Biscuit maker Unibic is seeking a last-minute deal with a new investor to stave off a wind-up order from creditors, amid warnings food manufacturers are suffering from the high Australian dollar and an aggressive push into private labels by the supermarket giants Woolworths and Coles.
According to The Age, the Victoria-based maker of Anzac and home-brand biscuits says higher ingredient costs and the difficult retail environment have rattled the company.
The company is now family-owned and employs about 170 people after being sold by Lazard. It has a multimillion-dollar biscuit and cake building in the northern Melbourne suburb of Broadmeadows that is only a couple of years old. Its chief executive Michael Quinn told The Age that since the building was opened, commodity prices have surged by 60%.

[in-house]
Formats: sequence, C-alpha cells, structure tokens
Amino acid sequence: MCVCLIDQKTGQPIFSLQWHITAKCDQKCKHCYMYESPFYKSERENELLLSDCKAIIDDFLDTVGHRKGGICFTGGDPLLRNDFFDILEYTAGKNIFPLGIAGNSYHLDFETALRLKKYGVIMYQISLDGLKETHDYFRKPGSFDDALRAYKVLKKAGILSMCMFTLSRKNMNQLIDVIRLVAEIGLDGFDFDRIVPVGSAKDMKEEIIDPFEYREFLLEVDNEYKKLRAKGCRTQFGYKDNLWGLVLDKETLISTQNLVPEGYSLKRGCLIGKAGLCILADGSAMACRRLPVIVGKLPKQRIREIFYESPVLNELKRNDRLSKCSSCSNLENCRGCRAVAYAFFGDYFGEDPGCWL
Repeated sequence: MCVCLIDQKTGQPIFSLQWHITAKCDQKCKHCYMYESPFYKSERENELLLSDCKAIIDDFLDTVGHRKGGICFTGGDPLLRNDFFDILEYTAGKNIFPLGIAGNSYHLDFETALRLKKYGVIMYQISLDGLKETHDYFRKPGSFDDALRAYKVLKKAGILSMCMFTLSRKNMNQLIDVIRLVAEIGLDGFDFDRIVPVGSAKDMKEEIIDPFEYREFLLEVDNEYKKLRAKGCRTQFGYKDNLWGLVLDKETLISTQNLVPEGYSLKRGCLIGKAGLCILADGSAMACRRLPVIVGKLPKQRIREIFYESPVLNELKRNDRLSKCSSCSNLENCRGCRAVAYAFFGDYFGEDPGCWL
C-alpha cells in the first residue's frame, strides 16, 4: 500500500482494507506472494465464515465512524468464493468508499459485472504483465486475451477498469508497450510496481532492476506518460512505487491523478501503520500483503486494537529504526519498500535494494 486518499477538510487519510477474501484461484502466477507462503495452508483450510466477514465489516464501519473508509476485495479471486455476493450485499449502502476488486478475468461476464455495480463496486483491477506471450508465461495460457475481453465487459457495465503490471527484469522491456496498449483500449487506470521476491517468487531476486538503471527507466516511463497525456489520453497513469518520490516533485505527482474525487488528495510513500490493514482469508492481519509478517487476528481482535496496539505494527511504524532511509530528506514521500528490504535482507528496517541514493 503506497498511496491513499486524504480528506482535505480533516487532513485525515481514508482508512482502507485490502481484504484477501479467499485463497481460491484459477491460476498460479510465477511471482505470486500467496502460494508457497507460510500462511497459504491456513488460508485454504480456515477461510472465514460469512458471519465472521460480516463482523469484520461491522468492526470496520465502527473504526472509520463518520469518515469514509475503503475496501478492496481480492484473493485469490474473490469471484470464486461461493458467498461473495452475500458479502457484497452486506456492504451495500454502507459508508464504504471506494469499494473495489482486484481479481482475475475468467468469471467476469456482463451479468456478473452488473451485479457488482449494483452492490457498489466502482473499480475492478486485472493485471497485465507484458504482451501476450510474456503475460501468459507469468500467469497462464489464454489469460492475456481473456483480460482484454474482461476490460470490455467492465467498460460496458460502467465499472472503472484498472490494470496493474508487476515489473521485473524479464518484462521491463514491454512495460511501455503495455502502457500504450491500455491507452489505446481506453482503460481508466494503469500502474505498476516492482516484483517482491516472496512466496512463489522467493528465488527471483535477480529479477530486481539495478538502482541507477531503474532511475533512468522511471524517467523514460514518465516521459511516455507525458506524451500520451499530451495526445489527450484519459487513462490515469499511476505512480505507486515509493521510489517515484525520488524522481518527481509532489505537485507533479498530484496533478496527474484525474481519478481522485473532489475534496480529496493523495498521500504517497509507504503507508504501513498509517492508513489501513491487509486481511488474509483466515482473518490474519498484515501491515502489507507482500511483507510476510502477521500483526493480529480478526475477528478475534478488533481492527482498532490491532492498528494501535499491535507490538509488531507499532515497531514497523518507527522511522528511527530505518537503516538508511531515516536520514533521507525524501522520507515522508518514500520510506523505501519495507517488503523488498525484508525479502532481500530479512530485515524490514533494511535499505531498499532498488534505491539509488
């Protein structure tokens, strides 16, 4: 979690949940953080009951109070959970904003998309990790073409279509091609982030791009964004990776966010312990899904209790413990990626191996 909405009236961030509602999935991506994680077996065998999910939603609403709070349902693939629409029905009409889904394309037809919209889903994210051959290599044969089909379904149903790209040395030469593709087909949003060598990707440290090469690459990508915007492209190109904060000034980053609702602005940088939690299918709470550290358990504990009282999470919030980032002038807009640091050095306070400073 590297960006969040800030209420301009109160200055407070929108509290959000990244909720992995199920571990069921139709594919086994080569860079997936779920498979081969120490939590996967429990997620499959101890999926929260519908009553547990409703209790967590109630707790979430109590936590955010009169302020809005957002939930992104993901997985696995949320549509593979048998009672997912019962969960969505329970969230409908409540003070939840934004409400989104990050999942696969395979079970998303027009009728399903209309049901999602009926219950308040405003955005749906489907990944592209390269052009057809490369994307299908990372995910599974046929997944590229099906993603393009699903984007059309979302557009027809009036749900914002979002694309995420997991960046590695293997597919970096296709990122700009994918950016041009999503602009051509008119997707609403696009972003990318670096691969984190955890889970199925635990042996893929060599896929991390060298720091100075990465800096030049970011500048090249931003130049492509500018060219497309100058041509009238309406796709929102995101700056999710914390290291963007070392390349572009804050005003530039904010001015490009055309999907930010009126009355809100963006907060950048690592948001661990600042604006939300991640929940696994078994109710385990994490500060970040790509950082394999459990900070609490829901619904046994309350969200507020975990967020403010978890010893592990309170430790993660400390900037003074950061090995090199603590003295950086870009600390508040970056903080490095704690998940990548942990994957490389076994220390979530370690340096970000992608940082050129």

Quinn was also quoted in June last year saying that the company was looking for a strategic investor to help it boost exports to Asia.
“We’re caught in a bit of a squeeze with the raw material supply situation together with a very competitive retail environment. It makes it very difficult to operate without a reinvention of the business,” Quinn told Bloomberg.
An application to wind up the company was filed earlier this month by creditors, which include suppliers and Labourpower Recruitment Services, but Quinn told The Age the case was “in the process of being resolved”.
Unibic was contacted for comment this morning, but did not respond before publication.
The Australian Food and Grocery Council, which represents grocery manufacturers, has previously warned that the sector is being hit by the higher Australian dollar and the price wars between supermarket giants Woolworths and Coles.
The news comes as the food processing and packaging company BlueLeaf Food Group was placed into administration this week.